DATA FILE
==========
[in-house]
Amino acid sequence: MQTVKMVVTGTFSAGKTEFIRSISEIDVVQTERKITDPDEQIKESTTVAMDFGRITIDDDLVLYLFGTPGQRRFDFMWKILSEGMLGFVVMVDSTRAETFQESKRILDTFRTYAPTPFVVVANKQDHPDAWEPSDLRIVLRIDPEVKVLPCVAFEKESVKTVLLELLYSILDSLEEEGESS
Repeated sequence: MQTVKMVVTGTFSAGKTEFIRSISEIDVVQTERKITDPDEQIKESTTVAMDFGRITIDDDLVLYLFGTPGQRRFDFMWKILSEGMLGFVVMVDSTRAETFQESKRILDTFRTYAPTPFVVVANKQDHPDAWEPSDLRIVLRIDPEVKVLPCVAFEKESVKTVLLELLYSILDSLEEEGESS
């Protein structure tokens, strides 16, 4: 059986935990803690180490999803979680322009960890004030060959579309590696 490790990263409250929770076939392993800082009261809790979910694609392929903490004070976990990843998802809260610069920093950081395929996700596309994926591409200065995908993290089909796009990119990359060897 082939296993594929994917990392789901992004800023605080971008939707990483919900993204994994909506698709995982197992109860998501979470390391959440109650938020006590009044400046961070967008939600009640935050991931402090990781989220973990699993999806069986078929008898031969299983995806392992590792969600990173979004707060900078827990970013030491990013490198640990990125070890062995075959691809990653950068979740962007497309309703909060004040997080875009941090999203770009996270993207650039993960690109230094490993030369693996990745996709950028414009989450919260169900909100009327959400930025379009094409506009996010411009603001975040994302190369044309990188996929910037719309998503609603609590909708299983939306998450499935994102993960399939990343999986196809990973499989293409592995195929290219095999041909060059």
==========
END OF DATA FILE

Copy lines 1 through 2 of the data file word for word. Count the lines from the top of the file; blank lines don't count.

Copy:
[in-house]
Amino acid sequence: MQTVKMVVTGTFSAGKTEFIRSISEIDVVQTERKITDPDEQIKESTTVAMDFGRITIDDDLVLYLFGTPGQRRFDFMWKILSEGMLGFVVMVDSTRAETFQESKRILDTFRTYAPTPFVVVANKQDHPDAWEPSDLRIVLRIDPEVKVLPCVAFEKESVKTVLLELLYSILDSLEEEGESS